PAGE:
Keowee bass blitz comes on with changing of the leaves

Guide Brad Fowler said 20- and 30-fish days on spotted bass and largemouth are not uncommon on Lake Keowee in October.

For a number of reasons, fall is a great time of year to go bass fishing on South Carolina’s Lake Keowee. Summer, with its almost intolerable heat and humidity, is just a bad memory as cooler fall temperatures prevail.

The lake, with its clear, emerald blue waters, is just a stepping stone from the Blue Ridge mountains, which come ablaze with color as the leaves change from green to bright reds, oranges and yellows in preparation for winter. There may be no more picturesque setting for a fisherman this time of year.

But the main reason this is a great time to go fishing on Keowee is simple: the fish are biting, especially bass.

“This is when the fish start their fall feeding, and they can be caught so many different ways, from drop-shotting to working shaky heads out deep to topwater,” said guide Brad Fowler of Pendleton, S.C. (864-934-5813).

“The bite is pretty consistent, but if we get some cold weather, it could get better and concentrate the fish more. Going into November, the bite will still be good.”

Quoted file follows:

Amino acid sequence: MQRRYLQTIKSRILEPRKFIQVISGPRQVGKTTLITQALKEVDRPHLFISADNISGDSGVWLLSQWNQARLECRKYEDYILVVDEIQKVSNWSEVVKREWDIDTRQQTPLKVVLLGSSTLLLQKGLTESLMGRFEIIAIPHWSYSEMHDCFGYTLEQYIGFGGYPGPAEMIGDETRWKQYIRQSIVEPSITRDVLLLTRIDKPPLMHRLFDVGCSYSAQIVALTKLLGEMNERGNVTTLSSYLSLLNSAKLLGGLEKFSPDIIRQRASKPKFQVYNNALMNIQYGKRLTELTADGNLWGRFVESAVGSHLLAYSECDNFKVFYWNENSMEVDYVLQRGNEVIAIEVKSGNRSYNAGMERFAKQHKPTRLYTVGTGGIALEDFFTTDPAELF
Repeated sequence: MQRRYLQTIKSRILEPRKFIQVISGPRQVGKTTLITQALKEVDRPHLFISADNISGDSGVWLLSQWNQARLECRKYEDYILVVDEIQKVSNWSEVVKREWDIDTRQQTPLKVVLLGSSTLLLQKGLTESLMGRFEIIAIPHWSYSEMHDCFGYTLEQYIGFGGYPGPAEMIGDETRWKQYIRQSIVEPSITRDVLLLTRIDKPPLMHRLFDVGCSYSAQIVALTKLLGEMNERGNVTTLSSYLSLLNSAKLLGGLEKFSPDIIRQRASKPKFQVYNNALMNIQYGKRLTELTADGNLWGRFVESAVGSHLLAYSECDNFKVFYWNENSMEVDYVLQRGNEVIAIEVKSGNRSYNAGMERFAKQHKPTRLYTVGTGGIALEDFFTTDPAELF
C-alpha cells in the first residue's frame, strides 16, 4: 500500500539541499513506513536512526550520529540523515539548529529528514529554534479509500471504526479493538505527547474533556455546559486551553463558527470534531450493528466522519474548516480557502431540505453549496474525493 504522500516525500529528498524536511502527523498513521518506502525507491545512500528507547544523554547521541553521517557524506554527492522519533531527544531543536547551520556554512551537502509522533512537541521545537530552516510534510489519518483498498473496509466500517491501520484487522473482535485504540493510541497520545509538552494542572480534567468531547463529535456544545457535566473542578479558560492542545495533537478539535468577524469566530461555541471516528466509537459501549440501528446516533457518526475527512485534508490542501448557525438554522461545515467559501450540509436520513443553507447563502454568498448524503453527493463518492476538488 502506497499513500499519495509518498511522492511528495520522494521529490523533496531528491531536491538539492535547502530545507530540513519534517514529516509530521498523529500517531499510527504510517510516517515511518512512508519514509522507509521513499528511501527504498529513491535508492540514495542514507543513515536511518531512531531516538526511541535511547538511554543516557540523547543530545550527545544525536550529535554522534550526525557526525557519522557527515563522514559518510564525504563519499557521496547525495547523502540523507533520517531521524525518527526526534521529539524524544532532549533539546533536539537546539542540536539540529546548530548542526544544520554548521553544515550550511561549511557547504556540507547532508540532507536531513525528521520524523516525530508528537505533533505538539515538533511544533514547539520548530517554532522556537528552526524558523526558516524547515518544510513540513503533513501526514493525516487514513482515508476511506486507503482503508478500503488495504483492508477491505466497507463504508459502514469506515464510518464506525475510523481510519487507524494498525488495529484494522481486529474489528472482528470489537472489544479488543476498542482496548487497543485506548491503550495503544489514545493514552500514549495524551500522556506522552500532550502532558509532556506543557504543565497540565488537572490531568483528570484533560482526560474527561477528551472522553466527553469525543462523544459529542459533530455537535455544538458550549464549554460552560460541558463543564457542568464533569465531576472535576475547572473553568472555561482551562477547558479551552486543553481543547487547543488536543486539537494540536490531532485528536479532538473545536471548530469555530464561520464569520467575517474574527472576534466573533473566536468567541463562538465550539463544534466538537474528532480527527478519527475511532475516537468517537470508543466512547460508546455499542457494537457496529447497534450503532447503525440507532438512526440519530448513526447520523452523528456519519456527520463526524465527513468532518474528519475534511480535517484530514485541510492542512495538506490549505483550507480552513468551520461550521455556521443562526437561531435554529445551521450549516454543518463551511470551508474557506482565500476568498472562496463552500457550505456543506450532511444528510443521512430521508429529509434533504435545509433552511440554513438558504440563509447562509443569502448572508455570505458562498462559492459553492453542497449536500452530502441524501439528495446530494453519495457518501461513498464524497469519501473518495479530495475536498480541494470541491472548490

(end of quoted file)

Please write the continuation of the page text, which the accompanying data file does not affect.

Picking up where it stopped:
With water temperatures ranging from the mid-60s to the mid-70s, depending on the area of the lake, fish can be found almost everywhere, from the main-lake basin all the way up into the major creeks.

“Baitfish are the main forage in the fall, mainly threadfin shad; in certain areas blueback herring can be found,” Fowler said. “Drop-shotting small, soft plastics is a must on Keowee in the fall. At the same time, soft jerkbaits like a Zoom Fluke are a really good choice. And any shad-colored topwater hard bait will produce, too.”

And, he added, prepare to have your arm jerked a lot. This is a good time of year for numbers of bass, and catching 20 to 30 — mostly spotted bass, with some largemouths mixed in — can be easy on a good day, he said.

“It’s one of my favorite times to fish on Keowee since in the same day I have the opportunity to catch fish deep on light line and also on topwater, which are two of my favorite techniques,” Fowler said.

“I have had some of my best trips with clients with great topwater action while enjoying really nice fall weather.”

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